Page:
the root password every time, assuming you always use the same user
	name, is putting this line in the "/etc/suauth" file:
		root:<the name of the user you use to su>:NOPASS
	Also, if you're paranoiac, you can use this line:
		root:ALL EXCEPT <the name of the user you use to su>:DENY

	A bit more advanced command, grep is used to find lines that contain a
	certain expression in a file. For example, if you want to find the word
	"pwd" in this hint, you'd type:
		grep pwd newbie.txt
	grep would output all the lines containing the pwd expression. Go ahead,
	try it!


The most popular editor is vi. LFS installs vim, an iMproved version of the
original vi. vi is very powerful, but can scare you at first because it does not
have a pretty interface like the Microsoft "edit" piece of shit.

You start vi like this (duh!):
	vi <file>

If you want to insert text, a very commonly used "feature", you just press the
"i" button and then you can type. You'll see at the bottom that vi is now in
"-- INSERT --" mode. You can exit that mode by pressing the "ESC" button. When
you press escape, you exit from any mode you were in, and you can use other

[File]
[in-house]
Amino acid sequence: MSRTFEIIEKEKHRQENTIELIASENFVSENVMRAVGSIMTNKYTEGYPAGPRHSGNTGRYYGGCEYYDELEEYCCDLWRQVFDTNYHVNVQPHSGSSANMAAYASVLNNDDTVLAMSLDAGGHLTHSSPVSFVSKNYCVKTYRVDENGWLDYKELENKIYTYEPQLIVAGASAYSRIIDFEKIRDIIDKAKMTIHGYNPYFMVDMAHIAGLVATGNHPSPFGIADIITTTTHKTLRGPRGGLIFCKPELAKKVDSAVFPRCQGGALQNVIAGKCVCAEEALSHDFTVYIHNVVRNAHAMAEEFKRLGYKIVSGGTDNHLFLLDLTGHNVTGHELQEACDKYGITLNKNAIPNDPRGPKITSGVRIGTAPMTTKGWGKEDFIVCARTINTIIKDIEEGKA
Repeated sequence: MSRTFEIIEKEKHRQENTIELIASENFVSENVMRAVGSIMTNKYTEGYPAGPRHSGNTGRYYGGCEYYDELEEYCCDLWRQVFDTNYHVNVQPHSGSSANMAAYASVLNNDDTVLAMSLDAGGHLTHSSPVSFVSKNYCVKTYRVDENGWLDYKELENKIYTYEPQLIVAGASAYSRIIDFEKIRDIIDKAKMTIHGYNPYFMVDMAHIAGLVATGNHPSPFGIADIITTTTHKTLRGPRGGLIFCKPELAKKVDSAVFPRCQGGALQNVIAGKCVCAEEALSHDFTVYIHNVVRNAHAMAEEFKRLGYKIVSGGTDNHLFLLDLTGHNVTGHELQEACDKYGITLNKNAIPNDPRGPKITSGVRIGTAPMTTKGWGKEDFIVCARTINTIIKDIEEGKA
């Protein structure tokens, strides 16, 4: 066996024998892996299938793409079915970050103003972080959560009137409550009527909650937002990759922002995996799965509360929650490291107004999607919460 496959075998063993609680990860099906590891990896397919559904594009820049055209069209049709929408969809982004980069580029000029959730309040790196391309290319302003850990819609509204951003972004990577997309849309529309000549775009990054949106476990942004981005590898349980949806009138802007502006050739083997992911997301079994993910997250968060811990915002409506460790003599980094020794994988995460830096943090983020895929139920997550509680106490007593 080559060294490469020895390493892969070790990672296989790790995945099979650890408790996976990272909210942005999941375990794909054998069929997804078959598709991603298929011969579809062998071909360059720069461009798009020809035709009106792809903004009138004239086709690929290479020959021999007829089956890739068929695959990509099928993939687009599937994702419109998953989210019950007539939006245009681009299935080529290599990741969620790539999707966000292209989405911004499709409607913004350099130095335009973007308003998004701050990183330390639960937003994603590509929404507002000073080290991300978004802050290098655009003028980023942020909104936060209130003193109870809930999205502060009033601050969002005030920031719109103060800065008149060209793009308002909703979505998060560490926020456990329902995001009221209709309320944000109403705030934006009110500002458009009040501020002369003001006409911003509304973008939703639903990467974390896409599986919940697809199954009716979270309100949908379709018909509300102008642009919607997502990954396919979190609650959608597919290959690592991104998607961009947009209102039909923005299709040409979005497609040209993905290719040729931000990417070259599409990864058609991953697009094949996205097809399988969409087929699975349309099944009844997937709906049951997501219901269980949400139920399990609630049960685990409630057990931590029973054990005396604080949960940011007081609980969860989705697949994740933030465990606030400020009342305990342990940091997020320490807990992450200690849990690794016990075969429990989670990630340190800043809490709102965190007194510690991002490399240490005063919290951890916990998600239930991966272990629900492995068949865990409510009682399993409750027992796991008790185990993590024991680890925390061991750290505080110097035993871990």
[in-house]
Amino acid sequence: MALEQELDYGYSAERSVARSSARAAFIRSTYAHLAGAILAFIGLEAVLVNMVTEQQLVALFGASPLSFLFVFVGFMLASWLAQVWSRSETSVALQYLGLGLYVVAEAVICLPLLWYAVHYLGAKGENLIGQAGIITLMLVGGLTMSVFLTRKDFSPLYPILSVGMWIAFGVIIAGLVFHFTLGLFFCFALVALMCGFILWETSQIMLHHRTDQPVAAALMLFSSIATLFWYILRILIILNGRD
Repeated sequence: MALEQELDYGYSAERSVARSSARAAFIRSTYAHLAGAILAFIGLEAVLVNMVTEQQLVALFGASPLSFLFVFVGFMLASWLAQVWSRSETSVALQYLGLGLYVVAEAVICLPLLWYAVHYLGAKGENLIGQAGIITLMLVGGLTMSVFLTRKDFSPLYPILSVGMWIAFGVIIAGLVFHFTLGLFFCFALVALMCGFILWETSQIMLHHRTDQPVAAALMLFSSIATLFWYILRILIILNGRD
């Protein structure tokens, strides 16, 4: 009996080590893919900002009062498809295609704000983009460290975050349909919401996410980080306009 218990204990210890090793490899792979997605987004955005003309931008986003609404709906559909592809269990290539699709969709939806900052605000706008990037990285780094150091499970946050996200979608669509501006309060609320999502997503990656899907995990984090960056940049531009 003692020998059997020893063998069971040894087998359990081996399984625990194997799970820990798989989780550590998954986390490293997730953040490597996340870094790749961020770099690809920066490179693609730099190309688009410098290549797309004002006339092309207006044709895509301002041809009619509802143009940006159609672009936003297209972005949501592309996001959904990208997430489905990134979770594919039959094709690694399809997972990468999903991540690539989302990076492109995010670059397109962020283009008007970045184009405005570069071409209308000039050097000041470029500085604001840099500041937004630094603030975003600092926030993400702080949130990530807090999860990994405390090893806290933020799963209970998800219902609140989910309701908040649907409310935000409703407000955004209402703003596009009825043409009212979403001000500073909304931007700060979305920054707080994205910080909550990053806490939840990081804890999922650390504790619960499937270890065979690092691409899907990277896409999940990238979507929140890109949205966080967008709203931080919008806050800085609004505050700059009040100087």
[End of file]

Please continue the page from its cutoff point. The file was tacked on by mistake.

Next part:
commands. You usually start commands by pressing the ":" button, and then type
the command. Some useful commands:

	Saves the file.

	Quits vi. If you have not saved the file, you must use ":q!", which
	tells vi that you really mean it.

	A combination of the above commands. It saves and quits.

	This deletes the whole line that your cursor is on.

	This deletes <number> lines, starting from the current, and going down.

	Transports to line number <number>.

	When you "dd" a line, it is copied into a temporary buffer. Pressing P
	pastes it above the current line. This way you can move lines around.


	Allows you to type some text which will be searched for in the file.


Generally, package building takes the following form:

./configure && make && make install

Numerous options can be appended to ./configure and make.  One such blip is the
PREFX= option, which is used heavily in LFS and BLFS (see RESOURCES).  It lets
you configure where you want the package to go.  There are tons of options to
use, so check the packages README files before you have a go at installing them.
Also, check out the Software Building Howto at

When you are told to apply a patch, you are being asked to apply a set of
changes to the source tree in order to (presumably) build the package onto LFS
properly.  There are a lot of options to patch, so check out the man page.  If